Travellers to USA: Gear up for a bigger security theatre today onwards

Last month we got wind that that Emirates was going to institute a new security process for all their flyers going to the USA. Turns out they were not the only ones doing it. Every airliner flying to the USA today onwards (October 26, 2017) will have new security measures in place to ensure safety on American soil, as per regulations from the TSA.

Airline employees, today onwards, are bound to be questioned, American citizens as well as foreigners who are scheduled to fly to the USA, at their last point of departure to the USA. At least five airlines: Air France, Cathay Pacific, Egypt Air, Emirates & Lufthansa (along with group airlines Brussels, Austrian, Swiss) have confirmed the process is in place, while Royal Jordanian will also enhance the process in January 2018.

How these interviews happen going forward is still obscure. It could be another form or an actual face to face questioning by an airline employee and different airlines have put in place different systems.

Air France will institute new security interviews today at Paris Orly and on November 2 at Charles de Gaulle Airport. They will hand out a questionnaire to everyone on the flight to the USA. Emirates, like we already know, will do pre-screening interviews at their check-in counters for passengers flying from DXB, and boarding gates for the transfer passengers.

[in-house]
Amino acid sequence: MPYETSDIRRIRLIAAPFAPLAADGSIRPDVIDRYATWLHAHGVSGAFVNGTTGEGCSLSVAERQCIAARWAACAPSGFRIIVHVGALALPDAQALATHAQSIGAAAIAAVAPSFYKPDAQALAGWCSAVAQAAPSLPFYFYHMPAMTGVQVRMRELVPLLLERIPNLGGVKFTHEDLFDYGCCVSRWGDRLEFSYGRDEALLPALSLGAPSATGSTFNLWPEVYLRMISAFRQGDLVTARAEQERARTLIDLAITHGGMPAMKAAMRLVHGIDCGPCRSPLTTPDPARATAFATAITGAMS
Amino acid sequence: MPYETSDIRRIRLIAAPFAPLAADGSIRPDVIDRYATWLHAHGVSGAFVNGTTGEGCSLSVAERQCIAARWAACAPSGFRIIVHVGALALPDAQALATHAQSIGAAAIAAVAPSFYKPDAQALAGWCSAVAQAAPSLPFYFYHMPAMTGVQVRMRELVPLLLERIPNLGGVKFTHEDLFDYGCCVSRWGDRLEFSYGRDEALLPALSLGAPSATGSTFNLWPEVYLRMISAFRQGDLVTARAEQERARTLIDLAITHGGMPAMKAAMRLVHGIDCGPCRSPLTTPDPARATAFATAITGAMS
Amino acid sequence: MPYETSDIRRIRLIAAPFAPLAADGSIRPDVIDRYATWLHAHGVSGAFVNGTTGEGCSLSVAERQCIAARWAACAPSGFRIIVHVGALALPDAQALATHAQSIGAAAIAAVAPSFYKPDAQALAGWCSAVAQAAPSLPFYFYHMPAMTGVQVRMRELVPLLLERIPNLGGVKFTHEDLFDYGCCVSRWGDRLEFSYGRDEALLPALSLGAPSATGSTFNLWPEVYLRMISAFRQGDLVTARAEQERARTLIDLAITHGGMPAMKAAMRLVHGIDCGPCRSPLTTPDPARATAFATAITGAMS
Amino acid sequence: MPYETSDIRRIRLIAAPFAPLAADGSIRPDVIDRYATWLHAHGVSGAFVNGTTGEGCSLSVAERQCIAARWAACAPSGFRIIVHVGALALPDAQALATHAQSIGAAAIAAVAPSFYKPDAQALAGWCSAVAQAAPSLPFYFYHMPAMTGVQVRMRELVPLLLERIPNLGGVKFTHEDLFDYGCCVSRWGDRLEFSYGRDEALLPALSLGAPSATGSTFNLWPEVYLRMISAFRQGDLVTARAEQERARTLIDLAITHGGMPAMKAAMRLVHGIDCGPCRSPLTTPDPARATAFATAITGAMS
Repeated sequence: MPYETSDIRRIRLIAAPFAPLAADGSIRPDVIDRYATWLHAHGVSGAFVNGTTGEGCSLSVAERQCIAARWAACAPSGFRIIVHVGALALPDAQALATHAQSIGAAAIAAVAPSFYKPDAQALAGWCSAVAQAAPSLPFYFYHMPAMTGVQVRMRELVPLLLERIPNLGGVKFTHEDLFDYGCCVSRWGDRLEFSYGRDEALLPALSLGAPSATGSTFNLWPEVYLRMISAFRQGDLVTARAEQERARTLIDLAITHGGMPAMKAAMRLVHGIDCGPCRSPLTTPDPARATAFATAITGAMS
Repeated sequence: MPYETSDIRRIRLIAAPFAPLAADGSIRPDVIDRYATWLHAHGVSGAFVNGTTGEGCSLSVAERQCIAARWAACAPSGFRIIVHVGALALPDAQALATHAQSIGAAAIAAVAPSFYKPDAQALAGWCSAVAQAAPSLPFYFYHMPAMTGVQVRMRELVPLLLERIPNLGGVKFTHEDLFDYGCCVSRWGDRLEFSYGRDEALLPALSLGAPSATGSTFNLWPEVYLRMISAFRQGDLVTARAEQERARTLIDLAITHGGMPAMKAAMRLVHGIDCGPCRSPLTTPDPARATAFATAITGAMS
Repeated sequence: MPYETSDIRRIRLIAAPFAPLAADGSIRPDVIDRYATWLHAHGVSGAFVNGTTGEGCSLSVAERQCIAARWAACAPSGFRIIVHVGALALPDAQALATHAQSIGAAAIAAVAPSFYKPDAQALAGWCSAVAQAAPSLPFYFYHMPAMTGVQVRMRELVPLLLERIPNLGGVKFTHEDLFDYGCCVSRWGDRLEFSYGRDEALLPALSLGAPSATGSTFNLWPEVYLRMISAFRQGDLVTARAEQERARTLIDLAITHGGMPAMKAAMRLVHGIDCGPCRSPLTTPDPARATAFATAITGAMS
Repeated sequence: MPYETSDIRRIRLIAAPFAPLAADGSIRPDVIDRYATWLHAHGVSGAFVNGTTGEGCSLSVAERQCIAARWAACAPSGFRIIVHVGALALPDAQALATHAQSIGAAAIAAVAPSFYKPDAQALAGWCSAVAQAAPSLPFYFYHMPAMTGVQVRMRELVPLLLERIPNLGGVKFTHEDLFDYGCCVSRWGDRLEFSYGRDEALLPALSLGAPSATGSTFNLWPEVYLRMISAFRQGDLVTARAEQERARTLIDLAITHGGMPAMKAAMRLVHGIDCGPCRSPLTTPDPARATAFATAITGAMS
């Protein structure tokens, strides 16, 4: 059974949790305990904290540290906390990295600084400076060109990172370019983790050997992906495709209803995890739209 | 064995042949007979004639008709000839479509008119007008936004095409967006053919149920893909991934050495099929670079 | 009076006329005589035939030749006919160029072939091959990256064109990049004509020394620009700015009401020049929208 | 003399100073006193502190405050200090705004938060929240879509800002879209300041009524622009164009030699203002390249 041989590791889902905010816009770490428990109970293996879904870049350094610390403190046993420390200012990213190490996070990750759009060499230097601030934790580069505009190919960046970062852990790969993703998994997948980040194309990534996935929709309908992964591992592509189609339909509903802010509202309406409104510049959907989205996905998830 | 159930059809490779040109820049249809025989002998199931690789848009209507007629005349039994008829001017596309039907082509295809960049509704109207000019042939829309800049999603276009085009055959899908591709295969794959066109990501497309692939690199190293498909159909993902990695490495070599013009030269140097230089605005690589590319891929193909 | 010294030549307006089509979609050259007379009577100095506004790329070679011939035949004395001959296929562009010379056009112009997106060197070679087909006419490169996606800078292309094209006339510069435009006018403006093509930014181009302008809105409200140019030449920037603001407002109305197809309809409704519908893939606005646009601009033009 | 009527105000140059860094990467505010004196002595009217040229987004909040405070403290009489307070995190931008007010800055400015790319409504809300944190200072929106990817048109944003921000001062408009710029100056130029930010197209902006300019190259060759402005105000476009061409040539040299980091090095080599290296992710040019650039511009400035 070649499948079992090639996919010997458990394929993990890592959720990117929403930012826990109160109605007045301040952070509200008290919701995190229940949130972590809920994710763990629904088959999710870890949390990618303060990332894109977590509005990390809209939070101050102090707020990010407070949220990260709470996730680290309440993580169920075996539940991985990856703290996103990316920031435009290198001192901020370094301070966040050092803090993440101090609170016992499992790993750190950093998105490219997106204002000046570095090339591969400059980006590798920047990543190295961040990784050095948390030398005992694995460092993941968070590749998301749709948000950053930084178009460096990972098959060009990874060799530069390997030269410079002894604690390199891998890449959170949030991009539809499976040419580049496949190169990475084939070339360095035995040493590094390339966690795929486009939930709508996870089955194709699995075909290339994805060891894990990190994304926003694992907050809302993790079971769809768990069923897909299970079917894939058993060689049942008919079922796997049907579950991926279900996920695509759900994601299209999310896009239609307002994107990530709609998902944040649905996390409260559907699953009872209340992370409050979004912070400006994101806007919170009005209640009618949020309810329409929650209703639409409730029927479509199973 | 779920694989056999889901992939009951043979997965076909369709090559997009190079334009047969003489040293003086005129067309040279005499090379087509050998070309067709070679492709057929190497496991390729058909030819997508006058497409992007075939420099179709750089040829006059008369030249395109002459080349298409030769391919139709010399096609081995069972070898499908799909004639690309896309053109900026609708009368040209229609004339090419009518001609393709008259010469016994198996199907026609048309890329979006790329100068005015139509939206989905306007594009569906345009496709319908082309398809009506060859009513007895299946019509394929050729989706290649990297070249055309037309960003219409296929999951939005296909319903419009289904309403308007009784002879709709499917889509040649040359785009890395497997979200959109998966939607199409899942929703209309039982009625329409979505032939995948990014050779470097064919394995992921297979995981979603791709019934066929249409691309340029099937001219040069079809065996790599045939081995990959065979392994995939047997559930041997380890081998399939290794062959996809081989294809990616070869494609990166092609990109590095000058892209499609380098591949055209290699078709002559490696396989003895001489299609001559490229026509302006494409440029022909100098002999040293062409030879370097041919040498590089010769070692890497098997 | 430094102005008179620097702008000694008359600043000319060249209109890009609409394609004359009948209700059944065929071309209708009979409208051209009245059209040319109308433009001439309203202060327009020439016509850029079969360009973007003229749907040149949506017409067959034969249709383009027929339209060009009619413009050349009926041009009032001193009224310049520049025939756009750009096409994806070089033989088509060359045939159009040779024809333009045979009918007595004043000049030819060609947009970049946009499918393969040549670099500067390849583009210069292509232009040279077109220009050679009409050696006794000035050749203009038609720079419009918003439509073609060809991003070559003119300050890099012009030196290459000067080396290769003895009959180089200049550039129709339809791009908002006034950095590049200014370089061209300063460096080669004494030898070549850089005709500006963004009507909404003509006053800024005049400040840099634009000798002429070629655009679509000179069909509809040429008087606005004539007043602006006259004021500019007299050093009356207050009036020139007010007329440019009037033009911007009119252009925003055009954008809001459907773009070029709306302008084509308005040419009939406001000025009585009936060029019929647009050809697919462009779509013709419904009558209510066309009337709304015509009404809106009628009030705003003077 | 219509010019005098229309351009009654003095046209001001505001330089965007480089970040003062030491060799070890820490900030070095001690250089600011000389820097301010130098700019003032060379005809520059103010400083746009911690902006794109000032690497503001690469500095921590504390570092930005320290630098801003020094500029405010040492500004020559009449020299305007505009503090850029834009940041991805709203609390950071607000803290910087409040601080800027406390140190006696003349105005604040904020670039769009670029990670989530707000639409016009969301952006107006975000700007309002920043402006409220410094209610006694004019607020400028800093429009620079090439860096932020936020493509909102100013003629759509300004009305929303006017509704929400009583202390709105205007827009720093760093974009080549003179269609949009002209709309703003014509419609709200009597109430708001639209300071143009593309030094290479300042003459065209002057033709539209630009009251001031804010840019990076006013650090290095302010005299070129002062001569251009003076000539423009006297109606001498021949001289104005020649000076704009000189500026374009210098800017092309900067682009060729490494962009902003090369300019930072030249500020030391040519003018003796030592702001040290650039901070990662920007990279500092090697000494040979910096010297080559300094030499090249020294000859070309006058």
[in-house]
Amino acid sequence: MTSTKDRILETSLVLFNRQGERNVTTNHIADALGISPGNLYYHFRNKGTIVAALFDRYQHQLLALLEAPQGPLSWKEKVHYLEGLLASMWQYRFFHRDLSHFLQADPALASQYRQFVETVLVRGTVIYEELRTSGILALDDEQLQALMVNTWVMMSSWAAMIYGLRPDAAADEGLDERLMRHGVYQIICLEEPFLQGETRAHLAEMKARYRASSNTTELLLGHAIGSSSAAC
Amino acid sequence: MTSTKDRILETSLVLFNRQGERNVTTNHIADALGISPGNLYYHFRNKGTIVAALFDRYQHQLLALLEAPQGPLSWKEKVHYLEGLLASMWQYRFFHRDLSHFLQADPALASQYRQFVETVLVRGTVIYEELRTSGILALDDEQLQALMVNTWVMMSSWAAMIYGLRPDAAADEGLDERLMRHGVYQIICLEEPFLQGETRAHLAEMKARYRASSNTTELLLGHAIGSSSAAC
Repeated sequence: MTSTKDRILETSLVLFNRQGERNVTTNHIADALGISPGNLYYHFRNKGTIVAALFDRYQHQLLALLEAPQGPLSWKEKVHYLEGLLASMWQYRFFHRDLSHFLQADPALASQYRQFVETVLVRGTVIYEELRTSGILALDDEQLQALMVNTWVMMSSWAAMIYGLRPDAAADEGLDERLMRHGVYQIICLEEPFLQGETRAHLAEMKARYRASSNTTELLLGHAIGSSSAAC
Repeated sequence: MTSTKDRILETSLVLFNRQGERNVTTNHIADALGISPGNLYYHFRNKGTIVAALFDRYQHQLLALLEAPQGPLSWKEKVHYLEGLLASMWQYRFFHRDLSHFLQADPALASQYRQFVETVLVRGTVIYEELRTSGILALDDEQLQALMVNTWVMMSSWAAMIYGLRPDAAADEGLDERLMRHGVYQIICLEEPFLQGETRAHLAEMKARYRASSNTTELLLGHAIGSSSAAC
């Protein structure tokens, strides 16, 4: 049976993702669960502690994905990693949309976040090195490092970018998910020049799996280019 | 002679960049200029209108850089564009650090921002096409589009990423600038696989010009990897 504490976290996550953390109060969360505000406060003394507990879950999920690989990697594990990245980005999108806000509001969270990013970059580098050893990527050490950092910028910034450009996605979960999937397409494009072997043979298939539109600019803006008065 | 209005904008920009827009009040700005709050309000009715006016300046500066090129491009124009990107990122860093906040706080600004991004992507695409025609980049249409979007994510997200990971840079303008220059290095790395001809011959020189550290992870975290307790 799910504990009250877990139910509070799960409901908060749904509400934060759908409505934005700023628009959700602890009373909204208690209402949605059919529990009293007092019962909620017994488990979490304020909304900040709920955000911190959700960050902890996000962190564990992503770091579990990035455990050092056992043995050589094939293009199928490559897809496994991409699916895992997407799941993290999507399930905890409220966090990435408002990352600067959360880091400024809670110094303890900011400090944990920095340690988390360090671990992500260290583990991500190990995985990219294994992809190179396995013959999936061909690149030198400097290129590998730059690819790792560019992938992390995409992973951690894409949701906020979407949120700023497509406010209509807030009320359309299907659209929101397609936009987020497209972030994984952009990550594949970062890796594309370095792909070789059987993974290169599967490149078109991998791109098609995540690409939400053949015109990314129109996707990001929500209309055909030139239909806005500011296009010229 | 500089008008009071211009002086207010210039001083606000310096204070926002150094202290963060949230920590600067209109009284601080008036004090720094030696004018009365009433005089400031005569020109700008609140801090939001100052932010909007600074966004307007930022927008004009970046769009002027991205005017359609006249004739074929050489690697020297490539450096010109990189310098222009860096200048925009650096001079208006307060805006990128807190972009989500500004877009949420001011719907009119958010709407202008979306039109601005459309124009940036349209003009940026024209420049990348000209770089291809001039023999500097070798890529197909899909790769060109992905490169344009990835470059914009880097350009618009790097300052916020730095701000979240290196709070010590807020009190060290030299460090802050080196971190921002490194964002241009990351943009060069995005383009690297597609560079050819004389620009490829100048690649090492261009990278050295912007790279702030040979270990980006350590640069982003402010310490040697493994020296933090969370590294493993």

Check in Counter (via Wikipedia)

Cathay Pacific has suspended self-drop baggage services for passengers flying to the USA, and these passengers will be subjected to their security interview while checking in their luggage, or at the gates.

The new rules come on the back of a 120-day deadline for airlines to meet new regulations from the USA after they agreed to lift the ban on laptops in airplane cabins.

 

Not just that, thereĀ may be an additional heightened screening of personal electronic devices as well as stricter security procedures in airport terminals as well.

 

What is unconvincing about this whole effort is the fact that check-in agents are being put in charge of the process. I’ve over the years, transferring from Heathrow always been subject to a secondary questioning before collecting a boarding pass for a flight to the USA. And now, this would be a worldwide thing to do.

However, this is lip service, given people like you and me may not really be able to decipher the body language or any source of suspicion if there is one. Only a trained eye could look into that. And for those doing a questionnaire, err, imagine how long would it take to process those responses and then how much longer to take care of a threat if there is one.

Bottomline

While I’m sure there are other airlines also complying with the questioning process or at least working towards the new process, build in extra time now onwards to fly to the USA, because you may need to spend extra time when getting on that flight to the US of A.

What do you think of the new rules implemented?

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